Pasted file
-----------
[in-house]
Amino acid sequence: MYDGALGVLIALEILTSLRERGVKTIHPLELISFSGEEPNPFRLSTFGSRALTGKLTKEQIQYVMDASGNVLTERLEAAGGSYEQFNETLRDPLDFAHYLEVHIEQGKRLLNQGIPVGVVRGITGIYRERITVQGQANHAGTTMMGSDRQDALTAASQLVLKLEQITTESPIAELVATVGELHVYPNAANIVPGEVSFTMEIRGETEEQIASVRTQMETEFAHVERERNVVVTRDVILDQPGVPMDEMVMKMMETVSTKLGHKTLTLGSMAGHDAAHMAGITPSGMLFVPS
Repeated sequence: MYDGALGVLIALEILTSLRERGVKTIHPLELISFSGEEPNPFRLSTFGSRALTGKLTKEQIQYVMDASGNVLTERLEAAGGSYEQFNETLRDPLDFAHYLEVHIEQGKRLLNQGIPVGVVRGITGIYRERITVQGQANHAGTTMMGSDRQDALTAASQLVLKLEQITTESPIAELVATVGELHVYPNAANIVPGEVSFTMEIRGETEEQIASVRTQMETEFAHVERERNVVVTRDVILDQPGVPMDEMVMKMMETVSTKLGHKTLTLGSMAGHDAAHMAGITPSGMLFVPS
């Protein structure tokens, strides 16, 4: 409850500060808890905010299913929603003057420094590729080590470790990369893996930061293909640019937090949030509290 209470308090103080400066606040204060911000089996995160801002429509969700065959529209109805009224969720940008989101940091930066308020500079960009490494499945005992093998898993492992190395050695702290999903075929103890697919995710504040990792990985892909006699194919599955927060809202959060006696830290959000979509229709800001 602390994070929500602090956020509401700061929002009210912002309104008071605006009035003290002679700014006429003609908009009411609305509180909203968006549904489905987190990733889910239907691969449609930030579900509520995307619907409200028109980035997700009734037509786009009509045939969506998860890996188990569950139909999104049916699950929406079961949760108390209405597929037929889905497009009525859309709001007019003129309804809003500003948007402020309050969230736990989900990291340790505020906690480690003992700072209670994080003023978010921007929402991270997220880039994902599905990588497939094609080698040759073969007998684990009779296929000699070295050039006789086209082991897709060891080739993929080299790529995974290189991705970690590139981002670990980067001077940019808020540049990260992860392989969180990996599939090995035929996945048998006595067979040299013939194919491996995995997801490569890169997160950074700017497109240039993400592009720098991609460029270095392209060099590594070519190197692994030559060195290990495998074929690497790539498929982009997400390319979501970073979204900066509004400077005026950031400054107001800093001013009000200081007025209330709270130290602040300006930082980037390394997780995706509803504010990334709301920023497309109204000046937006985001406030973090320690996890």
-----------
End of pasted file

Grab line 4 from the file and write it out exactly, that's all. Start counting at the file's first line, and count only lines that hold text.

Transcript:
């Protein structure tokens, strides 16, 4: 409850500060808890905010299913929603003057420094590729080590470790990369893996930061293909640019937090949030509290 209470308090103080400066606040204060911000089996995160801002429509969700065959529209109805009224969720940008989101940091930066308020500079960009490494499945005992093998898993492992190395050695702290999903075929103890697919995710504040990792990985892909006699194919599955927060809202959060006696830290959000979509229709800001 602390994070929500602090956020509401700061929002009210912002309104008071605006009035003290002679700014006429003609908009009411609305509180909203968006549904489905987190990733889910239907691969449609930030579900509520995307619907409200028109980035997700009734037509786009009509045939969506998860890996188990569950139909999104049916699950929406079961949760108390209405597929037929889905497009009525859309709001007019003129309804809003500003948007402020309050969230736990989900990291340790505020906690480690003992700072209670994080003023978010921007929402991270997220880039994902599905990588497939094609080698040759073969007998684990009779296929000699070295050039006789086209082991897709060891080739993929080299790529995974290189991705970690590139981002670990980067001077940019808020540049990260992860392989969180990996599939090995035929996945048998006595067979040299013939194919491996995995997801490569890169997160950074700017497109240039993400592009720098991609460029270095392209060099590594070519190197692994030559060195290990495998074929690497790539498929982009997400390319979501970073979204900066509004400077005026950031400054107001800093001013009000200081007025209330709270130290602040300006930082980037390394997780995706509803504010990334709301920023497309109204000046937006985001406030973090320690996890």